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There is none who can help you in this crucial moment of your career.

Is there anything wrong with this sentence? My book says we should use that instead of who to improve the sentence and the rule given is 'After the words all, same, any, none, nothing, only and as, we should use that'.

But I think the sentence is fine as it is. Please clarify.

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  • The "rule" cited is only a guideline. There are circumstances in which you would want to use "who". For example, "All who agree, say 'aye'. All opposed, say 'nay'."
    – Era
    Commented Dec 9, 2015 at 17:02
  • It seems that on informal English you can put that instead of who or which, but you can't do that if you've been given a non-defining relative clause.
    – Schwale
    Commented Dec 9, 2015 at 17:18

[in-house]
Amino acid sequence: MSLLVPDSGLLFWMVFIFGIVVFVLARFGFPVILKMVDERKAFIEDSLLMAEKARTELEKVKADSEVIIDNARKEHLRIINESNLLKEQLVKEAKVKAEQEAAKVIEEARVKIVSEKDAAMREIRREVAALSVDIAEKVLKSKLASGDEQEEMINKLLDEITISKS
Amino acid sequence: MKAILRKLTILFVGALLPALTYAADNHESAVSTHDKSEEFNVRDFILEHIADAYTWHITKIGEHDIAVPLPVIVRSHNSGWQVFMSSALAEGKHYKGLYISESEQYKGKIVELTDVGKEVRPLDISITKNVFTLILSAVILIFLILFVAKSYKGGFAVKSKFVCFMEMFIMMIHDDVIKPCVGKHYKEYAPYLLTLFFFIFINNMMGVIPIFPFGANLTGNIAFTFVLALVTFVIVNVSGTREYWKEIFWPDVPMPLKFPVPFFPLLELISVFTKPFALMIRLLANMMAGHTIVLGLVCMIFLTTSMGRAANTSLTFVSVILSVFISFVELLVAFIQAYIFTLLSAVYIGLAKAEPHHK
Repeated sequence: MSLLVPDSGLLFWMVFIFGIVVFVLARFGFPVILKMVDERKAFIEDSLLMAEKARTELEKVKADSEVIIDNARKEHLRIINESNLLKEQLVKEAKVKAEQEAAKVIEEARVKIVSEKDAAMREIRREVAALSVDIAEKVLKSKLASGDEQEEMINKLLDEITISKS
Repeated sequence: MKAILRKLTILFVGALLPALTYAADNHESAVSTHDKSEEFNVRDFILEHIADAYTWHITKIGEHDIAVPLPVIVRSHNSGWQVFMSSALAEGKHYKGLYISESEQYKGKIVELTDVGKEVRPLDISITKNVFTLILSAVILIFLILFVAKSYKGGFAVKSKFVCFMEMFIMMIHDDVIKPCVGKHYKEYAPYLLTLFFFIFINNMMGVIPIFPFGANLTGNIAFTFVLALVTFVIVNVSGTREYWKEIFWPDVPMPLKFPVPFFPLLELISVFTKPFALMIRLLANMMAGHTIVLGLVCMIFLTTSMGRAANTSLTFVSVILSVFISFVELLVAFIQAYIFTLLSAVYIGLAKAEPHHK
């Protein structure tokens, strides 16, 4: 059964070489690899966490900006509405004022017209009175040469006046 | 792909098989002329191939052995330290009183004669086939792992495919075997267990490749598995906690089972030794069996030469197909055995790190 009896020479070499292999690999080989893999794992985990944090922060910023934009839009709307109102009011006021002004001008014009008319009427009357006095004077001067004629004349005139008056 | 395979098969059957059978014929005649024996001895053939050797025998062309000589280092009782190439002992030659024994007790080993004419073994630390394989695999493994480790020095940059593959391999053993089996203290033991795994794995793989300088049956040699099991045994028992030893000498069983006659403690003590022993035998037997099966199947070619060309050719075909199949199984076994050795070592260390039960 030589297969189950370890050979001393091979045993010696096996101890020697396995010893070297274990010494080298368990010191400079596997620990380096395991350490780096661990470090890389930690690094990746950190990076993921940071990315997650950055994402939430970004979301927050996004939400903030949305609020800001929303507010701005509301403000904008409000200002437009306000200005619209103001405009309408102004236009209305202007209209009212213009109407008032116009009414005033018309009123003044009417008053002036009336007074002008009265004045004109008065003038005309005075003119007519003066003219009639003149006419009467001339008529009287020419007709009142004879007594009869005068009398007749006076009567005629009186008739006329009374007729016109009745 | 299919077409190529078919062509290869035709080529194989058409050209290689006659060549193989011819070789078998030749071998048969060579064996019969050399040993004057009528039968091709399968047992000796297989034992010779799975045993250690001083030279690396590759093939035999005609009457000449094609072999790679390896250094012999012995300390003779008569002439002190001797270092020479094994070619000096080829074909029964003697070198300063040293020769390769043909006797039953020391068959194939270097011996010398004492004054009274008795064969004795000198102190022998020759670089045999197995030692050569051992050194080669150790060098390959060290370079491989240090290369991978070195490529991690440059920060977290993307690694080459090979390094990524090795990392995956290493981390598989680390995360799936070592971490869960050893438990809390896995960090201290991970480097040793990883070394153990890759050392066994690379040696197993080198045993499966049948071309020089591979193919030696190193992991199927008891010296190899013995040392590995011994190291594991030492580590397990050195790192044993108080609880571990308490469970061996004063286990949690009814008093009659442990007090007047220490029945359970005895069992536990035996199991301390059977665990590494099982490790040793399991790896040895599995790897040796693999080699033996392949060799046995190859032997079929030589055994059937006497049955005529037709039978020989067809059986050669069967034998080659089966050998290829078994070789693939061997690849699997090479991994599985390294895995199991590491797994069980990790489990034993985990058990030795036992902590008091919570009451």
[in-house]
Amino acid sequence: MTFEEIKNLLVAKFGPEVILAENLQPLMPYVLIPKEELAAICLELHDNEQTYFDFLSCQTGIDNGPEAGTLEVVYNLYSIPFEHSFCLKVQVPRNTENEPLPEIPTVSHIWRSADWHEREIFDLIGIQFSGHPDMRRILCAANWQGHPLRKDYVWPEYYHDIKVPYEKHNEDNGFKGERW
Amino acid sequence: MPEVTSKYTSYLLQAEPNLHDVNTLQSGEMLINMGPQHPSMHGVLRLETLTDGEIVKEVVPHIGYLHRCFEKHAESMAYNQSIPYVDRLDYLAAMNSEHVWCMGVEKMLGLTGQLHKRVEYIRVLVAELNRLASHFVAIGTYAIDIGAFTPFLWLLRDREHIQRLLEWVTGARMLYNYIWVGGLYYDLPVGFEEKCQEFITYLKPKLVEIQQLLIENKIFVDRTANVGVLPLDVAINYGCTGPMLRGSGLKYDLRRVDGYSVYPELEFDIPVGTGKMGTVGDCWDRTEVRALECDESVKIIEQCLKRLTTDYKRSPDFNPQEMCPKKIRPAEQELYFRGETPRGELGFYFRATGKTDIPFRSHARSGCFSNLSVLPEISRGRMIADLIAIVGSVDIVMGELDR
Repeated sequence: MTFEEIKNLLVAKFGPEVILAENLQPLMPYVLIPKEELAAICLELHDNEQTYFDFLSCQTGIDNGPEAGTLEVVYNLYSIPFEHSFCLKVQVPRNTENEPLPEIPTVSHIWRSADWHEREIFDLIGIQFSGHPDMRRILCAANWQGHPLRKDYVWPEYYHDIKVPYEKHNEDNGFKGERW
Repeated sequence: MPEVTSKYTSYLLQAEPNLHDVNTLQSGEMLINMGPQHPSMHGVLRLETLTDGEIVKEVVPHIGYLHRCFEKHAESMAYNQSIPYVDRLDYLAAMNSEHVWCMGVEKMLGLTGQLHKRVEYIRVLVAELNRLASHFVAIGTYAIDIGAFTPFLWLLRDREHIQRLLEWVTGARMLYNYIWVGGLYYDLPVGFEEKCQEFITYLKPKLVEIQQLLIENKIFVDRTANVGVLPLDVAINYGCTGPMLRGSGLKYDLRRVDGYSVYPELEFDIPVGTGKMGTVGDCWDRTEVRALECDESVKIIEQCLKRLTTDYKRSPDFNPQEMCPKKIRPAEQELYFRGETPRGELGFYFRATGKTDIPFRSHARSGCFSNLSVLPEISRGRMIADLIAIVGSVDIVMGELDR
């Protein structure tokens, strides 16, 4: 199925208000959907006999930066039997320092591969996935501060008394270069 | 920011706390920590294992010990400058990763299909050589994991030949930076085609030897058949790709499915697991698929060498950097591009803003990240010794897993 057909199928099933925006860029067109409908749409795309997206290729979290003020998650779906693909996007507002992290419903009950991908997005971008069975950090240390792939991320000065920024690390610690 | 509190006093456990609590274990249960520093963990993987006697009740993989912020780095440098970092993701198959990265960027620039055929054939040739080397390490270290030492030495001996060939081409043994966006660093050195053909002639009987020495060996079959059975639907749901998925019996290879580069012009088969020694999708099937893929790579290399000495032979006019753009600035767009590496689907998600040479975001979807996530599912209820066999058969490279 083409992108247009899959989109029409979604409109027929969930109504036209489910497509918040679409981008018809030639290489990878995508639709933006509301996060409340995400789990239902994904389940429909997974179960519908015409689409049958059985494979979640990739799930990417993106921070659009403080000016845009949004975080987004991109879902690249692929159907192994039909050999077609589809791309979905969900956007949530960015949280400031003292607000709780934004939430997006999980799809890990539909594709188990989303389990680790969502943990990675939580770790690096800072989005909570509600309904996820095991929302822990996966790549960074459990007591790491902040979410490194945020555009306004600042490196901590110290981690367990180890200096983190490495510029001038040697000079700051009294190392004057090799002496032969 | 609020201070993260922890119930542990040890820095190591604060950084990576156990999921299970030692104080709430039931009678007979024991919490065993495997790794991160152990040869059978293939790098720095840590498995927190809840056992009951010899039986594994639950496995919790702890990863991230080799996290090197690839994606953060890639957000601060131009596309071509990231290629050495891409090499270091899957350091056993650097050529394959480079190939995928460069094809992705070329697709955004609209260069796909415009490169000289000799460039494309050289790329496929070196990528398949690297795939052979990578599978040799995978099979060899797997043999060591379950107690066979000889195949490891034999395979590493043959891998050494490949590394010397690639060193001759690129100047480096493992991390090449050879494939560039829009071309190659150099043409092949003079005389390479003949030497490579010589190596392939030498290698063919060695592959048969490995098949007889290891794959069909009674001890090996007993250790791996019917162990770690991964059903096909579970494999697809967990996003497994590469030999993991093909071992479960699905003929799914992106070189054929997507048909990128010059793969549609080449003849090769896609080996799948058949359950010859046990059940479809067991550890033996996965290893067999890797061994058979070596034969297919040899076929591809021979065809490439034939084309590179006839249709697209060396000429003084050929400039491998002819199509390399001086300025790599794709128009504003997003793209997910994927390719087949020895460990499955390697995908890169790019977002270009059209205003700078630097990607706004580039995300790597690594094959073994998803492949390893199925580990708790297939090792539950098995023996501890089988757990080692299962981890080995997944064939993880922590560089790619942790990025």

• Abhi which book are you referring to ? Is it Mirror of common errors ?
    – user212388
    Commented Aug 21, 2017 at 8:59

1 Answer 1

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According to this ngram from Google, "none who" has become less common over the years, suggesting that it may be quite old-fashioned. You could say:

There is no one who can help you in this crucial moment of your career.

or

There is nobody who can help you in this crucial moment of your career.

(not exactly informal, but "no one" is more common in formal situations.)

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  • "There is none who" definitely sounds a little archaic to me. I think it sounds a little more natural to use "none" by itself as the subject, as in "None think it wise." It still doesn't sound conversational though- in my mind it sounds like a line out of Tolkien.
    – Era
    Commented Dec 9, 2015 at 17:08
  • No one sounds much better than nobody in this sentence.
    – user20792
    Commented Dec 9, 2015 at 18:23

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